Iona Pentecost Pilgrimage: A Mirror of Questions

pilgrims going to the abbey

It is in the spirit of Quest that we walk towards an answer, a hope, an ache, towards healing, while on a pilgrimage. It is the desire to seek and find. While we are walking, while we are looking for the answer, creates a constant state of expectancy, which raises our spirits and lessens much of the “normal” stress or fatigue of everyday life.

The Pilgrim’s Path requires you to look at all exchanges, all events, all emotional reactions with fresh eyes; always looking for the divine to show up, expecting a synchronicity, expecting an answer. We must stay aware. The stranger is often such a deliverer of the divine response. We see this pilgrimage possibility as early as the book of Genesis, in which Abraham and Sarah greet three strangers in the desert, who actually turn out to be angels. But Abraham and Sarah are unaware of this sacred presence; they are simply practicing an ancient law of the desert, honored among the nomadic peoples of the Near East, which required that if a stranger appeared at your tent, you were to welcome them, and share your food, drink and shelter. In the searing heat of the desert, the law of hospitality was a matter of human survival. It is still practiced among the Bedouins today and seen along the Pilgrim’s Path, even here on Iona. It is a way of extending yourself to Other, acknowledging the ever-present possibility of the Divine showing up and the sacramental sharing of a meal or a moment of time.

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As a way of attuning our eyes and ears to the possibility of angels and answers, our group is using the following “mirror of questions” to center in on the God-given value of each day. This is in line with the Jesuit tradition’s of The Examen, which was believed to be a method to seek and find God in all things and to gain the freedom to let God’s will be done on earth. Honing in on the daily experience is a way of discerning the movement of the Spirit in our lives; in this critical accounting, there is revealed answers for authentic expressions and guidance to personal quests and conflicts.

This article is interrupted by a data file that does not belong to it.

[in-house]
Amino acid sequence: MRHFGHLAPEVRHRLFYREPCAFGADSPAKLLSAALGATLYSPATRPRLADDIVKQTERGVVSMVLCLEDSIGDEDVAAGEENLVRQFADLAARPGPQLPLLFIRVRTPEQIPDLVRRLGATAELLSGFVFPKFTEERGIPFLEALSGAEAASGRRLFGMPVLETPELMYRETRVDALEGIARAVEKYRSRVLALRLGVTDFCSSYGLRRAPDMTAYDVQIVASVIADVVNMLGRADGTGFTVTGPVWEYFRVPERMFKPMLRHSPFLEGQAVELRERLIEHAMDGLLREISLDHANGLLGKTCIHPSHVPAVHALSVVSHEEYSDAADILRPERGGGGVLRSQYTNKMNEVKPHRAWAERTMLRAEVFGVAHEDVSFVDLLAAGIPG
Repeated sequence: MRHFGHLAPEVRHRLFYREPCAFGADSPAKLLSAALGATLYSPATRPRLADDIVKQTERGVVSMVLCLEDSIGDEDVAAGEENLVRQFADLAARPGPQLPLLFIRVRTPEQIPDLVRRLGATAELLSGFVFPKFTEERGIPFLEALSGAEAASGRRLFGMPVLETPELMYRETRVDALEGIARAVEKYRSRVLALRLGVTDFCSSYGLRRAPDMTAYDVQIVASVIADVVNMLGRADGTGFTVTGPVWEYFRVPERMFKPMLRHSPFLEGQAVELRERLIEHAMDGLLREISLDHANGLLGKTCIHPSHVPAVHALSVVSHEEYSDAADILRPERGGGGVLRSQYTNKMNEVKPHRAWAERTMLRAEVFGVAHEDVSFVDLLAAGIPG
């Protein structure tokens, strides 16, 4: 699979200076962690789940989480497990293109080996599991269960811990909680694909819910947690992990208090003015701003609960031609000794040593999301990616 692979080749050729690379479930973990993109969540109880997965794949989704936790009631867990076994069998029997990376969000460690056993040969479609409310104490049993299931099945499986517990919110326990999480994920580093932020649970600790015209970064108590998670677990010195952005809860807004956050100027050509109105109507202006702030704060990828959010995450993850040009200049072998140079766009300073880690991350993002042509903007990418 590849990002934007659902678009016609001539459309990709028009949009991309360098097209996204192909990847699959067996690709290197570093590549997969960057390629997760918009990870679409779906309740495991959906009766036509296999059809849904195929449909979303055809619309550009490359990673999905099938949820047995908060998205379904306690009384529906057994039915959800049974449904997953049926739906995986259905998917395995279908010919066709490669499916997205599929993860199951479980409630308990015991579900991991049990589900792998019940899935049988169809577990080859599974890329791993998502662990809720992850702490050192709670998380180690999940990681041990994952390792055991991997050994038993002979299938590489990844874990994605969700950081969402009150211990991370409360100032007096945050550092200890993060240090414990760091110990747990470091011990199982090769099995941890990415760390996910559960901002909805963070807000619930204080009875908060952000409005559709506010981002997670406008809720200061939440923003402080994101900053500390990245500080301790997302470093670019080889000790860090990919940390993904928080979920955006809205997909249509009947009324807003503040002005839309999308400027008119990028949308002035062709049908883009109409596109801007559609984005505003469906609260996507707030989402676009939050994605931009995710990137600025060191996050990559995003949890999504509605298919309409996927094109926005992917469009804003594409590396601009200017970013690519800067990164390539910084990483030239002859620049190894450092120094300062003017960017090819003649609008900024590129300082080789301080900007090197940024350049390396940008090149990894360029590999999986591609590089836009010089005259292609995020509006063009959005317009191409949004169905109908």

At the End of the Day: A Mirror of Questions

What dreams did I create last night?
Where did my eyes linger today?
Where was I blind?
Where was I hurt without anyone noticing? What did I learn today?
What did I read?
What new thoughts visited me?
What differences did I notice in those closest to me? Whom did I neglect?
Where did I neglect myself?
What did I begin today that might endure?
How were my conversations?
What did I begin today that might endure?
How were my conversations?
What did I do today for the poor and the excluded?
Did I remember the dead today?
Where could I have exposed myself to the risk of something different?
Where did I allow myself to receive love?
With whom today did I feel the most myself?
What reached me today? How deep did it imprint?
Who saw me today?
What visitations had I from the past and from the future?
What did I avoid today?
From the evidence, why was I given this day?

-From John O’Donohue’s Benedictus, A Book of Blessings

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One thought on “Iona Pentecost Pilgrimage: A Mirror of Questions

  1. These questions are a great way to the close the day. Becoming part of our routine at night, they would enable us to remain connected during the day, always conscious of presence.

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